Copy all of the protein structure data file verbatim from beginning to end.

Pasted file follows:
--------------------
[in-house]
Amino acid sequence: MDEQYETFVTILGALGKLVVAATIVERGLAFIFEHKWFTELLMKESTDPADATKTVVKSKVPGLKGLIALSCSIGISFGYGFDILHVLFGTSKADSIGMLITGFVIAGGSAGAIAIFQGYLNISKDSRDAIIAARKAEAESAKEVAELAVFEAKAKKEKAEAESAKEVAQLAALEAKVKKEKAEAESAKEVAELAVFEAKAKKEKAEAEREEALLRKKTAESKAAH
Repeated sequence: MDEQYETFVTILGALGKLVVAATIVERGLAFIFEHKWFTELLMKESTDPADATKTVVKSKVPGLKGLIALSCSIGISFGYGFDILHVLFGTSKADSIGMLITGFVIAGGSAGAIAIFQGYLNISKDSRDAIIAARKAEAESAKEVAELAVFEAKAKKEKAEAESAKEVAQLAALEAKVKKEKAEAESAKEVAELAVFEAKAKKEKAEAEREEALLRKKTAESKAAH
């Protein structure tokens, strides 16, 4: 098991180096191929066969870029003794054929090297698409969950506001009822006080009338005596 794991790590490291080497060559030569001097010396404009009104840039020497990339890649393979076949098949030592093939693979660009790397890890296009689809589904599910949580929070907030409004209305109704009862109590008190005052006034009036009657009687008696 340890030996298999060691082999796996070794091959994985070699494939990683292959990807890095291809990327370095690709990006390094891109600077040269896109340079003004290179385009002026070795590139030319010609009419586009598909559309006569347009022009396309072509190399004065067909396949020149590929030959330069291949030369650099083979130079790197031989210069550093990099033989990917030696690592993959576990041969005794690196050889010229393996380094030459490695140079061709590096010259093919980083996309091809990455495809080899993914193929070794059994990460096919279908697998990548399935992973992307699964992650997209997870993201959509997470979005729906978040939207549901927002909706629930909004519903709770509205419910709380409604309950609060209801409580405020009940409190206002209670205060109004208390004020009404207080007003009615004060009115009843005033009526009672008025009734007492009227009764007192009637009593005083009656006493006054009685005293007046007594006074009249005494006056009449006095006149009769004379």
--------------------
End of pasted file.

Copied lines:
[in-house]
Amino acid sequence: MDEQYETFVTILGALGKLVVAATIVERGLAFIFEHKWFTELLMKESTDPADATKTVVKSKVPGLKGLIALSCSIGISFGYGFDILHVLFGTSKADSIGMLITGFVIAGGSAGAIAIFQGYLNISKDSRDAIIAARKAEAESAKEVAELAVFEAKAKKEKAEAESAKEVAQLAALEAKVKKEKAEAESAKEVAELAVFEAKAKKEKAEAEREEALLRKKTAESKAAH
Repeated sequence: MDEQYETFVTILGALGKLVVAATIVERGLAFIFEHKWFTELLMKESTDPADATKTVVKSKVPGLKGLIALSCSIGISFGYGFDILHVLFGTSKADSIGMLITGFVIAGGSAGAIAIFQGYLNISKDSRDAIIAARKAEAESAKEVAELAVFEAKAKKEKAEAESAKEVAQLAALEAKVKKEKAEAESAKEVAELAVFEAKAKKEKAEAEREEALLRKKTAESKAAH
């Protein structure tokens, strides 16, 4: 098991180096191929066969870029003794054929090297698409969950506001009822006080009338005596 794991790590490291080497060559030569001097010396404009009104840039020497990339890649393979076949098949030592093939693979660009790397890890296009689809589904599910949580929070907030409004209305109704009862109590008190005052006034009036009657009687008696 340890030996298999060691082999796996070794091959994985070699494939990683292959990807890095291809990327370095690709990006390094891109600077040269896109340079003004290179385009002026070795590139030319010609009419586009598909559309006569347009022009396309072509190399004065067909396949020149590929030959330069291949030369650099083979130079790197031989210069550093990099033989990917030696690592993959576990041969005794690196050889010229393996380094030459490695140079061709590096010259093919980083996309091809990455495809080899993914193929070794059994990460096919279908697998990548399935992973992307699964992650997209997870993201959509997470979005729906978040939207549901927002909706629930909004519903709770509205419910709380409604309950609060209801409580405020009940409190206002209670205060109004208390004020009404207080007003009615004060009115009843005033009526009672008025009734007492009227009764007192009637009593005083009656006493006054009685005293007046007594006074009249005494006056009449006095006149009769004379």